I’m Rich and Successful. And Unhappy. Now What?
Congratulations! You’ve done it. You have achieved something that most people will spend their lives yearning for and never realizing. You are rich, potentially famous, and well respected in your field. You’re a CEO with a successful company, a founder who made a big exit, a famous actor or musician or author with lots of fans. People have written articles about you and your company. Maybe you’ve picked up an award or two or a prestigious fellowship. You get requests to keynote at big conferences. Perhaps you even found this success through creating a business that has a positive social impact, that helps other people or changes the world for the better. And yet…
When you wake up each morning, you dread your day, the same way you did when you were just starting out, as an inexperienced entry level employee. When you come home to your fancy, well-designed house, each night you begin to realize you have no one to come home to anymore because you placed your work ahead of your relationships. Or you barely know your kids because someone else has been raising them.
You fill your time with meals at the best new restaurants, get tickets to the hottest shows, have box seats to your favorite sporting events. Your Instagram account is filled with envy invoking travelgrams, but when the camera is off you wonder “what is the point of it all?” And then the guilt begins. It’s been a long time since you’ve had to worry about where your next paycheck will come from and whether you’ll be able to pay the bills. You consider how other people live paycheck to paycheck, how a health problem could ruin their financial security in an instant. You wonder, “How can I be so unhappy when I have so much and so many have so little? How can I be so ungrateful?”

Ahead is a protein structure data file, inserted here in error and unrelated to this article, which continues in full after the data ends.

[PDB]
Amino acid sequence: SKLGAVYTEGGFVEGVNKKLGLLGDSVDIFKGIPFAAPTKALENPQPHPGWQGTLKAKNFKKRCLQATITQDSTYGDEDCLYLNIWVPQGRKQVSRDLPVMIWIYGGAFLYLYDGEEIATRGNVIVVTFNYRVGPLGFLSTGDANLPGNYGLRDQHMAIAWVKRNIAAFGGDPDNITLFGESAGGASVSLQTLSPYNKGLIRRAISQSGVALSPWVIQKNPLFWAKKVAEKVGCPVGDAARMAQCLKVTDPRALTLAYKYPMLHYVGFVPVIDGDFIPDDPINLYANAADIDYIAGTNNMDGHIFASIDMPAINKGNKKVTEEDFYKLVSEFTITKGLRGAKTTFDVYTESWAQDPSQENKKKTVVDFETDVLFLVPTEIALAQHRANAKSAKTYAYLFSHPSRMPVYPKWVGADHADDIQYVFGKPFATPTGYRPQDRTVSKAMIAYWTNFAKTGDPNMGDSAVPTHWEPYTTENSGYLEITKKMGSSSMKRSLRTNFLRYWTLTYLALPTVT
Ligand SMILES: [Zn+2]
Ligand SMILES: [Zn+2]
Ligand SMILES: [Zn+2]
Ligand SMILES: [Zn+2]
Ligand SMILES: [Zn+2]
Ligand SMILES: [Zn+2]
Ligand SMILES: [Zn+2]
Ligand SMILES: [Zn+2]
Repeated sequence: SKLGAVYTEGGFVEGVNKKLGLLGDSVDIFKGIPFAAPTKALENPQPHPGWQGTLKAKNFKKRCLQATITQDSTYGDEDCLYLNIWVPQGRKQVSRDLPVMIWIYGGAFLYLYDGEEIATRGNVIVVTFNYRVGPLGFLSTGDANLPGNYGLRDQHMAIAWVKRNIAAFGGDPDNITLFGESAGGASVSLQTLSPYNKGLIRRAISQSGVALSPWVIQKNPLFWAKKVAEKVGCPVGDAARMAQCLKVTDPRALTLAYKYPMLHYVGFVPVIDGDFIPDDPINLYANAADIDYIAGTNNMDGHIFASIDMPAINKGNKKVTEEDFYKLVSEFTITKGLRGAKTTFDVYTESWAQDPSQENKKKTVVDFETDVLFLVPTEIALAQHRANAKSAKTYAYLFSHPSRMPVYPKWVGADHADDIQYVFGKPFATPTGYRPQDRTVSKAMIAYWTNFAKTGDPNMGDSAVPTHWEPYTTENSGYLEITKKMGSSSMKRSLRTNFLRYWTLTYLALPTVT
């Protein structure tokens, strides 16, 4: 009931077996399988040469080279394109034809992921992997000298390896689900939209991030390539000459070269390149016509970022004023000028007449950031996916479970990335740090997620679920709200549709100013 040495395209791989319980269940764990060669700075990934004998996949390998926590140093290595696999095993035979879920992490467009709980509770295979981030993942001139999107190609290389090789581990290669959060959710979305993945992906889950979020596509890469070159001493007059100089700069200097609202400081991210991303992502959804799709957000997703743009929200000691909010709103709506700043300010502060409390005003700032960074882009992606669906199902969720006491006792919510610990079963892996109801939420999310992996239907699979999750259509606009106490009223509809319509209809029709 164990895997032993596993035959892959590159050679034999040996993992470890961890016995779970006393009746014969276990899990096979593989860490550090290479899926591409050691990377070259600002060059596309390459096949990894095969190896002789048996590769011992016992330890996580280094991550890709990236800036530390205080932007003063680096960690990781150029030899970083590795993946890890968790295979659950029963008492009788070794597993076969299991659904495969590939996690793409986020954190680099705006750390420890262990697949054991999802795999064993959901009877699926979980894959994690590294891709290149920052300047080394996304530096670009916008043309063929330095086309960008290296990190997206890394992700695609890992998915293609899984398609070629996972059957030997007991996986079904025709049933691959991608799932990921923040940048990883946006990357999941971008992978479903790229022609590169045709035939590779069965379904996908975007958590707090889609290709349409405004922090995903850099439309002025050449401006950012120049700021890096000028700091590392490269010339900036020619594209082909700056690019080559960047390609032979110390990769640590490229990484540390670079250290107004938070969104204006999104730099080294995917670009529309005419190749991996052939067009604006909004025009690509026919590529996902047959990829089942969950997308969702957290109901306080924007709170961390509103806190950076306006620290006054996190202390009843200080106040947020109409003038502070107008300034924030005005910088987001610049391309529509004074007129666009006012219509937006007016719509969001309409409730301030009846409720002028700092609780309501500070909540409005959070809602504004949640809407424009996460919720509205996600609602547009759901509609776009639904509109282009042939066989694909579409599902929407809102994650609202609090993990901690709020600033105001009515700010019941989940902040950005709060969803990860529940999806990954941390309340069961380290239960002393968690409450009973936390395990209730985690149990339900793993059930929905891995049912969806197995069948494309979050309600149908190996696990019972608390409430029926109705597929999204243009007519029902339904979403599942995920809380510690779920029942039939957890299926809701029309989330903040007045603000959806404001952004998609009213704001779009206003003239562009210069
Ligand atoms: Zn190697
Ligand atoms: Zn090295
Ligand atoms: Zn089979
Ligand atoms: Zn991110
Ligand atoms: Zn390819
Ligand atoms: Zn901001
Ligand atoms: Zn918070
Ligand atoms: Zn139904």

This starts a downward spiral of questions like, “What if my success is unsustainable — I was a one trick pony, and that trick is already getting old?” “What if I was never really good in the first place and I just got lucky?” “How will I ever keep up with all the other wealthy, successful friends I’ve made along the way?” “How can I keep my kids humble and teach them good values, when everything is being handed to them?” or perhaps worse, “What if the people in my life only love me for my money/fame/what they think they can get for me?”
In my career I have spent a significant amount of time with some of the most successful people in the world and I have witnessed first hand that there is never enough money or stuff. I was once sitting with two self made billionaires, with one informally pitching the other on investing in his new venture. When asked why he needed to raise so much money, the one doing the fundraising said, “Being a billionaire isn’t what it used to be. It doesn’t even guarantee you a place on the Forbes 500 (richest people in the world) list anymore.” While this is a dramatic example, even those with more limited success succumb to the comparisons to their peers to determine where they stand.